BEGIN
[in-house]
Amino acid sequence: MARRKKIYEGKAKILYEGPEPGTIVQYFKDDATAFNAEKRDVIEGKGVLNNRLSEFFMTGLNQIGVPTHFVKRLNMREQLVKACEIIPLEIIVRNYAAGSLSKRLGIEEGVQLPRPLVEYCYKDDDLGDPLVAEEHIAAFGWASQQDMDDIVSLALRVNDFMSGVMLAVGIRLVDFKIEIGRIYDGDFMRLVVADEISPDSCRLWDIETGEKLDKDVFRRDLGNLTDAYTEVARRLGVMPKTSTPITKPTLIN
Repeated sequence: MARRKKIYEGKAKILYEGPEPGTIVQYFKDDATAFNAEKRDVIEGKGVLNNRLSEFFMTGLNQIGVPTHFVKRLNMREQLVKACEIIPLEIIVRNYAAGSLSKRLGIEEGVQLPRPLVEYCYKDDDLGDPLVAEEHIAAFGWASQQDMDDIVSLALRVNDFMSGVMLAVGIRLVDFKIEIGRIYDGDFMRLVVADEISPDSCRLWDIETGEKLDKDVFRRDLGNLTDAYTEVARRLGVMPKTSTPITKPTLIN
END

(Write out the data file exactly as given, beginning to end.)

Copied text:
[in-house]
Amino acid sequence: MARRKKIYEGKAKILYEGPEPGTIVQYFKDDATAFNAEKRDVIEGKGVLNNRLSEFFMTGLNQIGVPTHFVKRLNMREQLVKACEIIPLEIIVRNYAAGSLSKRLGIEEGVQLPRPLVEYCYKDDDLGDPLVAEEHIAAFGWASQQDMDDIVSLALRVNDFMSGVMLAVGIRLVDFKIEIGRIYDGDFMRLVVADEISPDSCRLWDIETGEKLDKDVFRRDLGNLTDAYTEVARRLGVMPKTSTPITKPTLIN
Repeated sequence: MARRKKIYEGKAKILYEGPEPGTIVQYFKDDATAFNAEKRDVIEGKGVLNNRLSEFFMTGLNQIGVPTHFVKRLNMREQLVKACEIIPLEIIVRNYAAGSLSKRLGIEEGVQLPRPLVEYCYKDDDLGDPLVAEEHIAAFGWASQQDMDDIVSLALRVNDFMSGVMLAVGIRLVDFKIEIGRIYDGDFMRLVVADEISPDSCRLWDIETGEKLDKDVFRRDLGNLTDAYTEVARRLGVMPKTSTPITKPTLIN